Charley Chase: At Hal Roach: The Talkies Volume One 1930-31

PostPosted: Thu Feb 08, 2018 9:19 am
by JFK
Charley Chase At Hal Roach:
The Talkies Volume One 1930-31

2 DVD–Running Time:413 Minutes (January 21, 2018)
Commentary by Richard M. Roberts
This 2-DVD collection of 18 hilarious comedy shorts are as timelessly funny today as when they were originally released and feature a great, but somewhat neglected comedian in some of his prime work. Charley Chase was one of the most popular comedy stars in both the silent and sound eras. His talkie shorts for Hal Roach have never been collected into a comprehensive collection before, and this first of a planned multi-volume collection is designed to reacquaint comedy fans to his wonderful short films. SPECIAL FEATURES: Commentaries on each short by noted film historian and Hal Roach authority, Richard M. Roberts - Bonus comedy: “La Señorita de Chicago” (Spanish version of “The Pip from Pittsburg”) - Poster and still gallery - Digitally mastered from Hal Roach print materials. THE SHORTS: The Real McCoy, Whispering Whoopee, All Teed Up, Fifty Million Husbands, Fast Work, Girl Shock, Dollar Dizzy, Looser Than Loose, High C's 1931 Thundering Tenors, The Pip from Pittsburg, Rough Seas, One of the Smiths, The Panic Is On, Skip the Maloo!, What a Bozo!, The Hasty Marriage

Marcel Perez-DVD Collection II & International Mirth-Maker

PostPosted: Thu Feb 08, 2018 9:43 am
by JFK
The Marcel Perez Collection
Volume II

DVD 97 minutes – February 5, 2018
Musical Scores by Ben Model

Marcel Perez starred in comedy shorts from 1910-1923, but his films have been unknown, lost, or unavailable until recently. His screen character and comic/directorial sensibilities have won him a new reputation among classic film fans. Now, 8 more rare Marcel Perez comedies have been located and are presented here on this follow-up to the award-winning first Marcel Perez Collection DVD. The films are presented on this release in 2K scans from archival 35mm materials from the Library of Congress and the Museum of Modern Art, with new musical scores by Ben Model.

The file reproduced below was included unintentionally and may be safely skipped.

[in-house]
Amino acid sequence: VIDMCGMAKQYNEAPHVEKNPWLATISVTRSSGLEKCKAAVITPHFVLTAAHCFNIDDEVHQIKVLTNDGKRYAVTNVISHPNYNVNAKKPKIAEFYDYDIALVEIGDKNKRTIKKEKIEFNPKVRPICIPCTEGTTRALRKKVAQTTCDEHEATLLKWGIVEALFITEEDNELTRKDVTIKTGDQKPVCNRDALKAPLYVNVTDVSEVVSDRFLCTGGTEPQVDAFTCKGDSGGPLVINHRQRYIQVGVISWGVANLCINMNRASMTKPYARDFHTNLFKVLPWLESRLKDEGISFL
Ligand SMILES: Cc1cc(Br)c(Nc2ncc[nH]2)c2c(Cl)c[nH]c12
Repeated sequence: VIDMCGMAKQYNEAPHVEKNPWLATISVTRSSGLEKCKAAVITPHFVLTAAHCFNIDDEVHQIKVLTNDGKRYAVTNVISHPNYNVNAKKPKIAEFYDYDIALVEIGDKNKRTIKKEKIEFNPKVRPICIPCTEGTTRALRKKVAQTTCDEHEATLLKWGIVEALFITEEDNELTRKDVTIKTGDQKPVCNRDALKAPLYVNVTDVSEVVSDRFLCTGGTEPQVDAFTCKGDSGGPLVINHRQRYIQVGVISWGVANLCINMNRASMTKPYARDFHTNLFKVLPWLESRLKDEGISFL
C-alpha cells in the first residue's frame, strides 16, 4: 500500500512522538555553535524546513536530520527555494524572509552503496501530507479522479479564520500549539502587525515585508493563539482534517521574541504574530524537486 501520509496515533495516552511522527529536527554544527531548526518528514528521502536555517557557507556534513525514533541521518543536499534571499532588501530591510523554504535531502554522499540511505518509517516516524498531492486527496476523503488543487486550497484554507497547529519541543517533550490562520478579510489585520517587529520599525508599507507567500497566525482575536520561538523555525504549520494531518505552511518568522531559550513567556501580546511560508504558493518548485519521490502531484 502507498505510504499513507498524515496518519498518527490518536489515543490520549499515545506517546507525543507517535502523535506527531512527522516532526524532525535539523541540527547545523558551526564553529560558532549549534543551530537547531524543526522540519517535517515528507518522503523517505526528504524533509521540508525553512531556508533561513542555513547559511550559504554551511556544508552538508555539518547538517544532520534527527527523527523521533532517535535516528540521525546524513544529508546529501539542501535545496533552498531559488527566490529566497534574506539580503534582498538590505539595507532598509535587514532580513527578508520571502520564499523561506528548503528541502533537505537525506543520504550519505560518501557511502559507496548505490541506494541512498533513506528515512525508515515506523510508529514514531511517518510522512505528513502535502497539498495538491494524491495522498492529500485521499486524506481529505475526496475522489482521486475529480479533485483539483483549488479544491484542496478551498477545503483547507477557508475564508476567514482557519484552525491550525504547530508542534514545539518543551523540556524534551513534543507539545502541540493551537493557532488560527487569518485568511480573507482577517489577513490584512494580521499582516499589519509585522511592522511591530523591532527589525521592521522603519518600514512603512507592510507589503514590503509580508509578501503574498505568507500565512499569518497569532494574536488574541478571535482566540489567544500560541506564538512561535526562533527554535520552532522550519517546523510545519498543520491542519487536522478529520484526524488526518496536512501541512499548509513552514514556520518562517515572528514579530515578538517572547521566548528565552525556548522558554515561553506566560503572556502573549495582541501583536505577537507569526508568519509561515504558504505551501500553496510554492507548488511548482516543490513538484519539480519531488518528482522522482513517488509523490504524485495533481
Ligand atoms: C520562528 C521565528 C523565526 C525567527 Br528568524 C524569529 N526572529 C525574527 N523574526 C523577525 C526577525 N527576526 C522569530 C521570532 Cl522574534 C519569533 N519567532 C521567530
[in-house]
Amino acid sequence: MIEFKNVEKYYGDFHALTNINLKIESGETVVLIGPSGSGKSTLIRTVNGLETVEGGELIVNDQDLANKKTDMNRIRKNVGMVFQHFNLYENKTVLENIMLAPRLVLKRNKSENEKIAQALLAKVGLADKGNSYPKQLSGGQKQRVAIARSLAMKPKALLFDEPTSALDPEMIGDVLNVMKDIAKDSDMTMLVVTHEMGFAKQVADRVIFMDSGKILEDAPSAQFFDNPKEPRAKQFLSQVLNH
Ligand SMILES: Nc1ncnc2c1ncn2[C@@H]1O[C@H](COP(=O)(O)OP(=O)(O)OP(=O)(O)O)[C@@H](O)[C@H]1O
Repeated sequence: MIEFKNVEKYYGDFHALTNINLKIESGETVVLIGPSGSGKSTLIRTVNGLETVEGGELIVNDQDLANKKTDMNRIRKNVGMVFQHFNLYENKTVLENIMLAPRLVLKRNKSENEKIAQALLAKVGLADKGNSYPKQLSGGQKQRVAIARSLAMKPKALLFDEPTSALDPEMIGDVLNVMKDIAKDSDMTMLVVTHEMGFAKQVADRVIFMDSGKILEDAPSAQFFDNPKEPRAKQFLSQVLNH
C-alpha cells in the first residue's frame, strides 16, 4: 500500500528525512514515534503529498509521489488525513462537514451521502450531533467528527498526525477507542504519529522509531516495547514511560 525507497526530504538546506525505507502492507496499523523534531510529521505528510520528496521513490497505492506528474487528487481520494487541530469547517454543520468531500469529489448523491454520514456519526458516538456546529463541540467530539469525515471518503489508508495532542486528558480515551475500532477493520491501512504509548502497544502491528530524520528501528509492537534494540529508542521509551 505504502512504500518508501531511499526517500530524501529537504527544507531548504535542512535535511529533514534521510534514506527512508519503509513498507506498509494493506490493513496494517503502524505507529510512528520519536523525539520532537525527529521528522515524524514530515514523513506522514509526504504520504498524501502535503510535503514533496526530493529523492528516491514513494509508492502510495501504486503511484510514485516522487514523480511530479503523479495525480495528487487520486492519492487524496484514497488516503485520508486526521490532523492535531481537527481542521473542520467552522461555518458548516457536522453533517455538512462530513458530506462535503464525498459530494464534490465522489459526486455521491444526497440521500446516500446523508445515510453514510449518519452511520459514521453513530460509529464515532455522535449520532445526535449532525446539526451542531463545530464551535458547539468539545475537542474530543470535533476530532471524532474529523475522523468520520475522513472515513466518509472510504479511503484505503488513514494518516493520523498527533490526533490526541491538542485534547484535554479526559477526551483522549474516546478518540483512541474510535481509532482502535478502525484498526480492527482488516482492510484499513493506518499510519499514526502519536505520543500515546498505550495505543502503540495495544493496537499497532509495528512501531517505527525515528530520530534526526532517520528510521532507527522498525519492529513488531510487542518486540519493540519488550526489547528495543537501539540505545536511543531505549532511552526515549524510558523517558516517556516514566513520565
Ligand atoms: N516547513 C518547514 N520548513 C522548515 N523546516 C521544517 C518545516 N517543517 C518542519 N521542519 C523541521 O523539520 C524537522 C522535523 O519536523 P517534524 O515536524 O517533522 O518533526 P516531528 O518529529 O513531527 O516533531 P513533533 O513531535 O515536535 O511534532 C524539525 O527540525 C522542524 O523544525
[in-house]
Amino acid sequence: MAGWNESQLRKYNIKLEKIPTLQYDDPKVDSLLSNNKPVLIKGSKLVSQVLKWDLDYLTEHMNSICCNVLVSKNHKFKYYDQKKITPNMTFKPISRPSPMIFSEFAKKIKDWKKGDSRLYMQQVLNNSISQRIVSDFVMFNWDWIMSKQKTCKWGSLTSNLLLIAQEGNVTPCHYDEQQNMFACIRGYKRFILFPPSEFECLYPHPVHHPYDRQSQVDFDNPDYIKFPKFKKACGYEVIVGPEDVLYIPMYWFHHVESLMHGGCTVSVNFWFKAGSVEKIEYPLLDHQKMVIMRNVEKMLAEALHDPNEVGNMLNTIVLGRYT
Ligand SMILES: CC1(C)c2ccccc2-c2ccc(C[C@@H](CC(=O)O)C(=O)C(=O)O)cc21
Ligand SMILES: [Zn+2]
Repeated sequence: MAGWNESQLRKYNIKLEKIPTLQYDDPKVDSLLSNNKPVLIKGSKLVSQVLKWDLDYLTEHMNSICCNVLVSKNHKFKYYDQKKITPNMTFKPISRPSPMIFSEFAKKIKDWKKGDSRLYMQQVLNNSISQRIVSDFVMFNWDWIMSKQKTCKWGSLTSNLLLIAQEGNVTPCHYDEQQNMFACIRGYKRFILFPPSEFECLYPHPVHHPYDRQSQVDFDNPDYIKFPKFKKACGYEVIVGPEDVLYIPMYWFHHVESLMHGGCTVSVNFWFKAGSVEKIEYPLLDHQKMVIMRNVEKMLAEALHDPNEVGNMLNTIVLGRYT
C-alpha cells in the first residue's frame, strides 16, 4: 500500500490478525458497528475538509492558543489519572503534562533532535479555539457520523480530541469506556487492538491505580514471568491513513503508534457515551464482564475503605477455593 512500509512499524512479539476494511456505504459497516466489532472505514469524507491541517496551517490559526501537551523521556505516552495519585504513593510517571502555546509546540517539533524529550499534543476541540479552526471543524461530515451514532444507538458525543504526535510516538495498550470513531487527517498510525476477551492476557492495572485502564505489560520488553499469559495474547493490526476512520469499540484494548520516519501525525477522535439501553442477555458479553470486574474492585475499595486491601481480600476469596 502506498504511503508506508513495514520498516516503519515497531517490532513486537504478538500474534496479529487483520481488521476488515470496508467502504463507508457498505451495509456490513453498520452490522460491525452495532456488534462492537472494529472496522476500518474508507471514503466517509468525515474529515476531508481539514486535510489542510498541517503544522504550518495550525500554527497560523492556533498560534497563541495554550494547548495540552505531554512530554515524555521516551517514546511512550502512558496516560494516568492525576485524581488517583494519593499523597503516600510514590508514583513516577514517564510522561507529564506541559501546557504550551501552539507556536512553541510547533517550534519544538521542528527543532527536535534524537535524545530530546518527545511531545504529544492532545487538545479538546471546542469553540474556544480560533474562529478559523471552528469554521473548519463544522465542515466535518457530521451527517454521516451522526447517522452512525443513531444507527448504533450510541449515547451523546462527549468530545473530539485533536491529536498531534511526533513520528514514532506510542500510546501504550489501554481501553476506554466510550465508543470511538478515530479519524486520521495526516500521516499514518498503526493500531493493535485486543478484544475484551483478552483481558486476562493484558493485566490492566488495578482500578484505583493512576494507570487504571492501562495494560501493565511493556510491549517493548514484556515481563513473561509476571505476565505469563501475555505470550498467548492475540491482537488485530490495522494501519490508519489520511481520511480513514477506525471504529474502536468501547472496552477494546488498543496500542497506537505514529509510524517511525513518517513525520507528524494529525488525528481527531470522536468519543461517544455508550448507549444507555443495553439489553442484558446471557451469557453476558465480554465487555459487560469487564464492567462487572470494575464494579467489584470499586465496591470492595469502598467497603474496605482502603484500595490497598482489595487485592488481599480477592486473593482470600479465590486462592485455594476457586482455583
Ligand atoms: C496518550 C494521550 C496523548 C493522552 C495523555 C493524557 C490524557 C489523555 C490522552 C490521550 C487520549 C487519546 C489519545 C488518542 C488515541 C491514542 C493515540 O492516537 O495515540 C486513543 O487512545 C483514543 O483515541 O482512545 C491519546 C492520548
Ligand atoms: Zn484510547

The films on the DVD are: The Near-Sighted Cyclist (1907), Some Hero (1916), Lend Me Your Wife (1916), A Scrambled Honeymoon (1916), Oh! What a Day (1918), Chickens in Turkey (1919), Pinched (1921), Wild (1921), Friday the 13th (fragment) (1923). DVD is region-free.
Marcel Perez:
The International Mirth-Maker

Paperback– December 24, 2014
by Steve Massa
“Marcel Perez: The International Mirth-Maker examines the life and career of perhaps the best silent film comedian whom no one's ever heard of. One of the founding fathers of film comedy whose career spanned the silent era as a comic, director, and writer, Marcel Perez is a missing link between the early European and American cinemas, and in the book author Steve Massa follows his work, and also explores the very beginnings of film comedy. Tracking Perez's career through industry trade journals and film fragments from archives all over the world, Massa also includes a detailed filmography and lavishly illustrates with more that 50 rare photographs.’’